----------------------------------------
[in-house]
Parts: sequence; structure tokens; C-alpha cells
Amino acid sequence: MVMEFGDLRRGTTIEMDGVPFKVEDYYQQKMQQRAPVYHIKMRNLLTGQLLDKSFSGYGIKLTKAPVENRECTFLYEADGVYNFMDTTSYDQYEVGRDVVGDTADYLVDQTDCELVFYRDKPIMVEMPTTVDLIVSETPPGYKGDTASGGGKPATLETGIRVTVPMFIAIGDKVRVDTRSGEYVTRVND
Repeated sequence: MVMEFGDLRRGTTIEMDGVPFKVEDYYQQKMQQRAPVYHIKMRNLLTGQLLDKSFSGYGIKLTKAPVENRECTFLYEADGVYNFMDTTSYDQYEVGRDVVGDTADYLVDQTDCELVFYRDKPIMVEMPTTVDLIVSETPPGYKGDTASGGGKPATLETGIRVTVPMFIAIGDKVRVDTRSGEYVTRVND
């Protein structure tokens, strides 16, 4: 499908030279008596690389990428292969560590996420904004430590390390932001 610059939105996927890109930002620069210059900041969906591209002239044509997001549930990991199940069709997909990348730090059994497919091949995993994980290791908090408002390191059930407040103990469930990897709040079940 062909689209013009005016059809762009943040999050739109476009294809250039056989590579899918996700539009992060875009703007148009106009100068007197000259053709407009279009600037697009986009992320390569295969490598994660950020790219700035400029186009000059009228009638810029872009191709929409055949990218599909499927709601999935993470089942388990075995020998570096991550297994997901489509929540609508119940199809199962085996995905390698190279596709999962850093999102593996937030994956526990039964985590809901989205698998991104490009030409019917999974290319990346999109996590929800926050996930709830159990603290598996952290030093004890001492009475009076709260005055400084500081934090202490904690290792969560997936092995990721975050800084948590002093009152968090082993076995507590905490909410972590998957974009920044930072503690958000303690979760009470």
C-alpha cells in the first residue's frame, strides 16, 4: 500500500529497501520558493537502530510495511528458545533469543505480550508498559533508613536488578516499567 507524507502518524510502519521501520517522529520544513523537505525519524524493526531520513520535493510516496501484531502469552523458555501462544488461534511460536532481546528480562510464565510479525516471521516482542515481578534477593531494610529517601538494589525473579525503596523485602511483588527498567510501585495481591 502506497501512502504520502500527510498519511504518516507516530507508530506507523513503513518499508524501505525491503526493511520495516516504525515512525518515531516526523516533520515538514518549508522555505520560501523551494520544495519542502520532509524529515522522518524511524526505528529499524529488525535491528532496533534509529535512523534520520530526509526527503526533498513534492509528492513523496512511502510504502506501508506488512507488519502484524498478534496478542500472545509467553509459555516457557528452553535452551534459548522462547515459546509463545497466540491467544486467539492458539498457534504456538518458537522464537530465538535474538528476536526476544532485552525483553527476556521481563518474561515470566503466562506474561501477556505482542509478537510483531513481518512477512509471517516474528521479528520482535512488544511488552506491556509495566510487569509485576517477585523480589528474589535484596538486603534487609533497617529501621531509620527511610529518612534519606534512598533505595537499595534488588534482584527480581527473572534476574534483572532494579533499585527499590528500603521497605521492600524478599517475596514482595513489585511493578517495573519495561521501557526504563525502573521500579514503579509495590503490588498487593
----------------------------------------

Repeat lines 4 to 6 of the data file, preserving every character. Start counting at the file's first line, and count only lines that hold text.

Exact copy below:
Repeated sequence: MVMEFGDLRRGTTIEMDGVPFKVEDYYQQKMQQRAPVYHIKMRNLLTGQLLDKSFSGYGIKLTKAPVENRECTFLYEADGVYNFMDTTSYDQYEVGRDVVGDTADYLVDQTDCELVFYRDKPIMVEMPTTVDLIVSETPPGYKGDTASGGGKPATLETGIRVTVPMFIAIGDKVRVDTRSGEYVTRVND
């Protein structure tokens, strides 16, 4: 499908030279008596690389990428292969560590996420904004430590390390932001 610059939105996927890109930002620069210059900041969906591209002239044509997001549930990991199940069709997909990348730090059994497919091949995993994980290791908090408002390191059930407040103990469930990897709040079940 062909689209013009005016059809762009943040999050739109476009294809250039056989590579899918996700539009992060875009703007148009106009100068007197000259053709407009279009600037697009986009992320390569295969490598994660950020790219700035400029186009000059009228009638810029872009191709929409055949990218599909499927709601999935993470089942388990075995020998570096991550297994997901489509929540609508119940199809199962085996995905390698190279596709999962850093999102593996937030994956526990039964985590809901989205698998991104490009030409019917999974290319990346999109996590929800926050996930709830159990603290598996952290030093004890001492009475009076709260005055400084500081934090202490904690290792969560997936092995990721975050800084948590002093009152968090082993076995507590905490909410972590998957974009920044930072503690958000303690979760009470």
C-alpha cells in the first residue's frame, strides 16, 4: 500500500529497501520558493537502530510495511528458545533469543505480550508498559533508613536488578516499567 507524507502518524510502519521501520517522529520544513523537505525519524524493526531520513520535493510516496501484531502469552523458555501462544488461534511460536532481546528480562510464565510479525516471521516482542515481578534477593531494610529517601538494589525473579525503596523485602511483588527498567510501585495481591 502506497501512502504520502500527510498519511504518516507516530507508530506507523513503513518499508524501505525491503526493511520495516516504525515512525518515531516526523516533520515538514518549508522555505520560501523551494520544495519542502520532509524529515522522518524511524526505528529499524529488525535491528532496533534509529535512523534520520530526509526527503526533498513534492509528492513523496512511502510504502506501508506488512507488519502484524498478534496478542500472545509467553509459555516457557528452553535452551534459548522462547515459546509463545497466540491467544486467539492458539498457534504456538518458537522464537530465538535474538528476536526476544532485552525483553527476556521481563518474561515470566503466562506474561501477556505482542509478537510483531513481518512477512509471517516474528521479528520482535512488544511488552506491556509495566510487569509485576517477585523480589528474589535484596538486603534487609533497617529501621531509620527511610529518612534519606534512598533505595537499595534488588534482584527480581527473572534476574534483572532494579533499585527499590528500603521497605521492600524478599517475596514482595513489585511493578517495573519495561521501557526504563525502573521500579514503579509495590503490588498487593